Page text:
Grind for February 21st
“Every man has his follies – and often they are the most interesting thing he has got.” – Josh Billings
Michael Bloomberg as a secret army of climate activists
As reported by Fox News, Michael Bloomberg is paying the salaries of 10 lawyers who work in the offices of Democratic state attorneys general.
This unique arrangement began in 2017 when Bloomberg’s non-profit donated $5.6 million to create an environmental center at the New York School of Law.
The State Energy & Environmental Impact Center hires mid-career lawyers as “research fellows” and then sends them to work for state attorneys general.
“Under terms of the arrangement, the fellows work solely to advance progressive environmental policy at a time when Democratic state AGs have investigated and sued ExxonMobil and other energy companies over alleged damages due to climate change.”
The attorneys are obligated to report their activities back to NYU, but are asked to keep their reports private.
Bloomberg currently has “fellows” working directly with AGs in Delaware, Connecticut, Illinois, Massachusetts, Maryland, Minnesota, New Mexico, New York, Oregon, and Washington, DC.
In what critics describe as a “conflict of interest,” two of Bloomberg’s fellows participated in the lengthy ExxonMobil trial in New York last December.
“This is a fundamental question of ethics and who’s running our government,” argues West Virginia AG Patrick Morrisey. “When you actually get to place someone in under a specific agenda and then pay them and they’re within the office, that starts to call into question whether there are multiple masters within an attorney general office and that starts to really stink.”
“No one should be surprised,” adds NRA spokeswoman Amy Hunter. “This is yet another example of billionaire Michael Bloomberg using his money to impose his personal agenda on the American people. He wants to be emperor of America, and make every citizen his subject.”
The Bottom Line
The State Impact Center – which describes itself as nonpartisan – publicly celebrates its attacks on the Trump Administration.
“Maryland AG @BrianFrosh has led his state in 132+ actions on the environment since the start of the Trump Administration – part of the #300andcounting AG actions detailed in our new report,” tweeted the State Impact Center on January 1st, 2020.
“Imagine if the shoe was on the other foot and if the Republican AGs were saying that ExxonMobil was going to be paying for 25 full-time lawyers to be working out of the office…Why is that any different? The reality is it’s not,” argues Morrisey. “It’s also very clear that this is being used to attack the presidency of Donald Trump…And that raises other questions when the benefactor of this organization is running against the president.”
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UK unveils post-Brexit immigration plan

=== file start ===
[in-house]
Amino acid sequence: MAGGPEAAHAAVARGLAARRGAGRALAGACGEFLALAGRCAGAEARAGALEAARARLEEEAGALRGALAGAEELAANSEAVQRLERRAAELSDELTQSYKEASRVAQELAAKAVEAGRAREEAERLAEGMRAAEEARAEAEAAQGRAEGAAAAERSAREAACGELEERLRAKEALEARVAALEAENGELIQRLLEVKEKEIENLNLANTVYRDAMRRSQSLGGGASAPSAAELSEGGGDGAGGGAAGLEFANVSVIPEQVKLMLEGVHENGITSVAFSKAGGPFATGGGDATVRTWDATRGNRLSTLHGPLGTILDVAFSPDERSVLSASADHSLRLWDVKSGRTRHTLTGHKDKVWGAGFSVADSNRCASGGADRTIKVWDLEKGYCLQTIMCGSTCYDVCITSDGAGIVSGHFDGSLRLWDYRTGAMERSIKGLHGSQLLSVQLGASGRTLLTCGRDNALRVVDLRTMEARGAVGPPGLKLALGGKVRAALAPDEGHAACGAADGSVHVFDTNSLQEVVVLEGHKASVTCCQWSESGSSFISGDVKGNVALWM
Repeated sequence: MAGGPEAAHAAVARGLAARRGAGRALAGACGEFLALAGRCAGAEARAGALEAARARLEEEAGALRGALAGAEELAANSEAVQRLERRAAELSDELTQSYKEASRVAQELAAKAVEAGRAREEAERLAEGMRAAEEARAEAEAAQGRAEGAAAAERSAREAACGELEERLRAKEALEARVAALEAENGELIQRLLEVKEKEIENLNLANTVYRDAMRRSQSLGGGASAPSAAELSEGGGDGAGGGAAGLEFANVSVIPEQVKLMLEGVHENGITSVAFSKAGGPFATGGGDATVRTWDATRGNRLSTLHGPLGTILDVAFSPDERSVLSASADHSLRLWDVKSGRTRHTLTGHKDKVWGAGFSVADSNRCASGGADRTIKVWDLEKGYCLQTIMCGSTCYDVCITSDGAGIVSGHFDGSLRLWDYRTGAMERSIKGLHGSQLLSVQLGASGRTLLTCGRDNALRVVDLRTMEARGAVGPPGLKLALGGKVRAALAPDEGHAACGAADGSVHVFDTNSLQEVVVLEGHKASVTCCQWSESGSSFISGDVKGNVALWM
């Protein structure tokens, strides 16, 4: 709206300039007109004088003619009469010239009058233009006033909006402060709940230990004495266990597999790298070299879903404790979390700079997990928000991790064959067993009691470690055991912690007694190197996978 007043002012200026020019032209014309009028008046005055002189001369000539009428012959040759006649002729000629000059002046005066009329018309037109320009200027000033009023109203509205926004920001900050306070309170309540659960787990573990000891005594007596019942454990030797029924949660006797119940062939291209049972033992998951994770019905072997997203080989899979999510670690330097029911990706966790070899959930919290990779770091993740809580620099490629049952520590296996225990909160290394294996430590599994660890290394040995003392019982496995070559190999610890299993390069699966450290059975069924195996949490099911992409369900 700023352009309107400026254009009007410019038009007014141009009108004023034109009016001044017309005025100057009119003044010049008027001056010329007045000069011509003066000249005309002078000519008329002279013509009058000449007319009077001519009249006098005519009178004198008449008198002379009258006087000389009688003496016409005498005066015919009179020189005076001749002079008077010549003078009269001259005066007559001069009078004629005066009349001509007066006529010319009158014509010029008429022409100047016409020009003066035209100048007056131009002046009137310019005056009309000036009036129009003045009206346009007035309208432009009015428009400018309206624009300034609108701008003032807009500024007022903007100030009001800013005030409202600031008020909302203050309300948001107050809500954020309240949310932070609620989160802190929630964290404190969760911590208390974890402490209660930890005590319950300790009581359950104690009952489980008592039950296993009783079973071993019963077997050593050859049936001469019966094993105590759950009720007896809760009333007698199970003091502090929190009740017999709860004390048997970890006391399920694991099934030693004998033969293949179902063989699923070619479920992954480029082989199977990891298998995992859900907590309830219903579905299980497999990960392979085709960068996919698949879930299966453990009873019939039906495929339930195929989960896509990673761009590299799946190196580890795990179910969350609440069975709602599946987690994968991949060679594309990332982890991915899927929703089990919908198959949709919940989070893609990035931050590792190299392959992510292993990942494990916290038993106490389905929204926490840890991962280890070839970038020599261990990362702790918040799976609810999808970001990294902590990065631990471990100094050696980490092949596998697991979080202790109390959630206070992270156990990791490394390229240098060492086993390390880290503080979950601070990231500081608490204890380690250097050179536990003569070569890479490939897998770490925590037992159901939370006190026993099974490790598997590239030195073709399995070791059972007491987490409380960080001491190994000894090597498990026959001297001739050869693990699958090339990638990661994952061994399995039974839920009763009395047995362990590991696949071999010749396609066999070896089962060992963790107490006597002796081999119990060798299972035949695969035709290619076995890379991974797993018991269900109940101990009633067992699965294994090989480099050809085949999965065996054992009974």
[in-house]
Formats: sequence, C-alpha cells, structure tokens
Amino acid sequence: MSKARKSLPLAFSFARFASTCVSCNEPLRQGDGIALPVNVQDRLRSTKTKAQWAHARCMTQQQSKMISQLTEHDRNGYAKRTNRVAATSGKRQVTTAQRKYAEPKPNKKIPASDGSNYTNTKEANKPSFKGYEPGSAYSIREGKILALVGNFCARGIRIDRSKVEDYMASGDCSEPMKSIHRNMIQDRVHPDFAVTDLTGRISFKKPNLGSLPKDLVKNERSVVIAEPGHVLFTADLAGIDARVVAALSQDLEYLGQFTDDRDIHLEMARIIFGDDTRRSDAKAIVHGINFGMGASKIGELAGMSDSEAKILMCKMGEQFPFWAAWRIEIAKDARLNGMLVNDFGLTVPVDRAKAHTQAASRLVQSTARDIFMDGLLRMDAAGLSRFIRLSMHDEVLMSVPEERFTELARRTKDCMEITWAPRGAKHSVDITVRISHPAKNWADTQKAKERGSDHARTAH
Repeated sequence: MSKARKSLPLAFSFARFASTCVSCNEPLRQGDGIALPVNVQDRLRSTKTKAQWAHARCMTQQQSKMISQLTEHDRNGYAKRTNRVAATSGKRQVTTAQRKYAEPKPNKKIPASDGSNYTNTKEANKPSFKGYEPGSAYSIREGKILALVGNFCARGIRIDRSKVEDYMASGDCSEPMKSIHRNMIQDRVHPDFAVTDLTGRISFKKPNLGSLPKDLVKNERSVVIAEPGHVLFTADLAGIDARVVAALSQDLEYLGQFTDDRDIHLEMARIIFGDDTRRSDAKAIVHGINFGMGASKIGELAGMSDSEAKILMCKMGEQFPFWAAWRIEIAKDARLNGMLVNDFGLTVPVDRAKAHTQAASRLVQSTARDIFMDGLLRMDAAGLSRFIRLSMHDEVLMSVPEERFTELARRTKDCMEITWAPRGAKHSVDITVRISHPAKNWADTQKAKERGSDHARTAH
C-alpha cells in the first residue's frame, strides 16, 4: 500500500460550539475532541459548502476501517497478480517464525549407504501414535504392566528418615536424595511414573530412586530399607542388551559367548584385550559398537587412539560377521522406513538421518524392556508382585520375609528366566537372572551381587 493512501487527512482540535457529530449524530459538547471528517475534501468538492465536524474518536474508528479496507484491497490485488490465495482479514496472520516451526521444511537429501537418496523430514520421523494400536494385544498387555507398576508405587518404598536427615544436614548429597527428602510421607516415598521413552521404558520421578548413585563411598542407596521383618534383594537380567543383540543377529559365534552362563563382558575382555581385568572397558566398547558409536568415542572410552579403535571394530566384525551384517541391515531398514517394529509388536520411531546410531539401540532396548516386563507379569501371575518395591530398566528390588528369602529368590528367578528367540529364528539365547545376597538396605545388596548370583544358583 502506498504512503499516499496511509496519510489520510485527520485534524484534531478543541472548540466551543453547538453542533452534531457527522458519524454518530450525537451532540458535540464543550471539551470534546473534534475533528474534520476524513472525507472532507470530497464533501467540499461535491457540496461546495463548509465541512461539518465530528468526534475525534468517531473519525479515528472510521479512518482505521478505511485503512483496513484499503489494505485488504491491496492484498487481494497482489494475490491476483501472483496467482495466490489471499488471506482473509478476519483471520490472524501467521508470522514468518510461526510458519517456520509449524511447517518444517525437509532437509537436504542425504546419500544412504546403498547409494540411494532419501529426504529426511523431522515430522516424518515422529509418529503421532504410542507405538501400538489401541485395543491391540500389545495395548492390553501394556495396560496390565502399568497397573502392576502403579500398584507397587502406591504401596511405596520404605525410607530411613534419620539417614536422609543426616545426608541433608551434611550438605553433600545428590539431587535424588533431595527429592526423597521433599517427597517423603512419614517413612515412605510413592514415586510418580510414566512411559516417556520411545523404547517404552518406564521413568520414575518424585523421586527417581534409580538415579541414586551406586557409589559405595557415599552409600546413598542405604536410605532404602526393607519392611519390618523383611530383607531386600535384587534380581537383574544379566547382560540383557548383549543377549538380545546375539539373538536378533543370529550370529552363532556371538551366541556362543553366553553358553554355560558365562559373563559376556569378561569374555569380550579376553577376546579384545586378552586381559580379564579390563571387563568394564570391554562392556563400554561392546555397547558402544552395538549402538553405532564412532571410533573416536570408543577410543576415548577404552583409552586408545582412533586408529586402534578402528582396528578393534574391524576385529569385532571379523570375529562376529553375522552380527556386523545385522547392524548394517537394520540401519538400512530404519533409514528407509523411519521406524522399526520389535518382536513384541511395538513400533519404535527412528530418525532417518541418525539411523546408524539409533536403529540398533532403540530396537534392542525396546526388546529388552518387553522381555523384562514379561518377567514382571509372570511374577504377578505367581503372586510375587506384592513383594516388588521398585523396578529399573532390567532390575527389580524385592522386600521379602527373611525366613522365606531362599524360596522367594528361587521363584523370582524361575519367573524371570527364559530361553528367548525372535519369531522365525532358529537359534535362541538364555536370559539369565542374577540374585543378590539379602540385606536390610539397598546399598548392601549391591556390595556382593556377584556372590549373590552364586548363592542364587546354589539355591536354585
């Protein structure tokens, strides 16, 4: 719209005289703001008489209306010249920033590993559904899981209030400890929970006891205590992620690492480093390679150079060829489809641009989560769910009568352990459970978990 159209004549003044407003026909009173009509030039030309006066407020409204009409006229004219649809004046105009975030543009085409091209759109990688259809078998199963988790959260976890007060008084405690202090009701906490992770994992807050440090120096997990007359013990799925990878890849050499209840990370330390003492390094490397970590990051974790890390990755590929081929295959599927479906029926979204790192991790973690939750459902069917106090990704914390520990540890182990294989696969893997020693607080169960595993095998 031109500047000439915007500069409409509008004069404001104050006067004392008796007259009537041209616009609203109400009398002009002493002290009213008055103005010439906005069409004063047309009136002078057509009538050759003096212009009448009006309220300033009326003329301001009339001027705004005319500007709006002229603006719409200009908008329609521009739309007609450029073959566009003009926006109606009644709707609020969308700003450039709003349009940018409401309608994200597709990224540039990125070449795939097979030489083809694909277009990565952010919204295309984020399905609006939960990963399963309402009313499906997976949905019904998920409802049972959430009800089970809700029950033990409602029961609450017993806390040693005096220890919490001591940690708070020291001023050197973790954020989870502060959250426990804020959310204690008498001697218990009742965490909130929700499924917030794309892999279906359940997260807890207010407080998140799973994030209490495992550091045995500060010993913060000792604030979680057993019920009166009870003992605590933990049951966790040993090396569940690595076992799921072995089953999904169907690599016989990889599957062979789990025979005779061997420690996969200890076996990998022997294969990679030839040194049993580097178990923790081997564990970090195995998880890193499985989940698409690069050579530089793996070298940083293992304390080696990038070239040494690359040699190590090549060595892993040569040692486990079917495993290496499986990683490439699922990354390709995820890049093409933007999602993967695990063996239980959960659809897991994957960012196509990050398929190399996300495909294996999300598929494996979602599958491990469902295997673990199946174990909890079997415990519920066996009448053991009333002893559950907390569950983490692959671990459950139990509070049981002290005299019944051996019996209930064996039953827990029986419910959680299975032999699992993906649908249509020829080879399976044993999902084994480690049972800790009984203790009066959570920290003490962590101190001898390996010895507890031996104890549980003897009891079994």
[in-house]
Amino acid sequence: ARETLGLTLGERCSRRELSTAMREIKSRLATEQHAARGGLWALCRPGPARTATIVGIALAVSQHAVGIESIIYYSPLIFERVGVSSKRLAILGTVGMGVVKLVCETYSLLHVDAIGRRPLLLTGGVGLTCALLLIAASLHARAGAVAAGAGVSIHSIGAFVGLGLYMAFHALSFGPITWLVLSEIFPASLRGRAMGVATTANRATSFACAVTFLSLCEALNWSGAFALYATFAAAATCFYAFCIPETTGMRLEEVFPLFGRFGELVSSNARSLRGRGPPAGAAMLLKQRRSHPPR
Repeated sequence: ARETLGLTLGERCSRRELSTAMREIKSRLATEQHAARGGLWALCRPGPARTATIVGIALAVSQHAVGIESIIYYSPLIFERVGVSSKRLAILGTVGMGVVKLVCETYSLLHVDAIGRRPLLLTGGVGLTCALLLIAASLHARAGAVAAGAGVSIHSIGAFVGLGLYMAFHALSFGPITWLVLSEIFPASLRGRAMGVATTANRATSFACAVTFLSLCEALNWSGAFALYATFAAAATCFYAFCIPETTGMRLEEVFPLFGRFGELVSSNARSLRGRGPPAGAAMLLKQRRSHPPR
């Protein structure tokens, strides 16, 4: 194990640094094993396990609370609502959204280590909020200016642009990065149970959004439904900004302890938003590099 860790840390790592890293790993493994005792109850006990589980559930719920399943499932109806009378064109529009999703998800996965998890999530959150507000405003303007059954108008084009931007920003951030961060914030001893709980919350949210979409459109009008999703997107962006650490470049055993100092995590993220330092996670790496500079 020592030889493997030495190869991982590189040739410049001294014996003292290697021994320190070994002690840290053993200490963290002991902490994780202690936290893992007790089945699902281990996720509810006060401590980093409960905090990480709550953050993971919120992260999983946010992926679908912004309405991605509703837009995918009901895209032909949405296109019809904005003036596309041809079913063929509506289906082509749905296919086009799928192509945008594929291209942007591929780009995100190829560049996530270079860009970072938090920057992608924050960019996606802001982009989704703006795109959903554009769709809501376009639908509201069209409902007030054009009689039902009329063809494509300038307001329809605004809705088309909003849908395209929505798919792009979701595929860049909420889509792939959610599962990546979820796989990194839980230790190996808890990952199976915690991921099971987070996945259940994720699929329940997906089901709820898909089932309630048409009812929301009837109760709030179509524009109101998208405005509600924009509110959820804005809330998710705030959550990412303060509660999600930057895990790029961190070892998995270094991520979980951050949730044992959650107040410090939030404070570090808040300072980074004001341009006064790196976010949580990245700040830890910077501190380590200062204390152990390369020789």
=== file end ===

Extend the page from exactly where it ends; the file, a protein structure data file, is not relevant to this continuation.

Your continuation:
The British government this week unveiled a points-based immigration system designed to reduce migration and attract skilled workers.
Those who seek jobs in the UK must earn 70 points to obtain a visa.
Immigrants will be awarded 50 points if they speak fluent English and have a job offer with an “approved sponsor.” They can earn additional points for various qualifications, the salary of the job they have been offered, and for working in a field with shortages.
The system has no cap on the number of skilled workers, but offers no visa opportunities for low-skilled workers.
Proponents believe the plan will attract the brightest and best workers, while critics say it will create a hostile environment that will deter immigrants and make it difficult to find employees.
“It is important employers move away from a reliance on the UK’s immigration system as an alternative to investment in staff retention, productivity, and wider investment in technology and automation,” said the government.
The Royal College of Nursing expressed concerns that the new system would fail to meet the healthcare needs of the population, potentially creating employee shortages, long wait times, and a decrease in the standard of care.
The National Farmers’ Union worries the proposal fails to take into account the nation’s food and farming needs.
“Firms know that hiring from overseas and investing in the skills of their workforce and new technologies is not an ‘either or’ choice – both are needed to drive the economy forward,” notes business lobbyist Carolyn Fairbairn.
Visitors to the UK who do not plan to work can stay in the country for up to six months without a visa. Foreign students who wish to study in the UK will be required to speak fluent English and prove they can support themselves financially.
GOOD TO THE LAST DROP:
Did you know… Venice Island was built on a foundation of tree trunks. 1200 years later, those same trunks still support almost all of central Venice.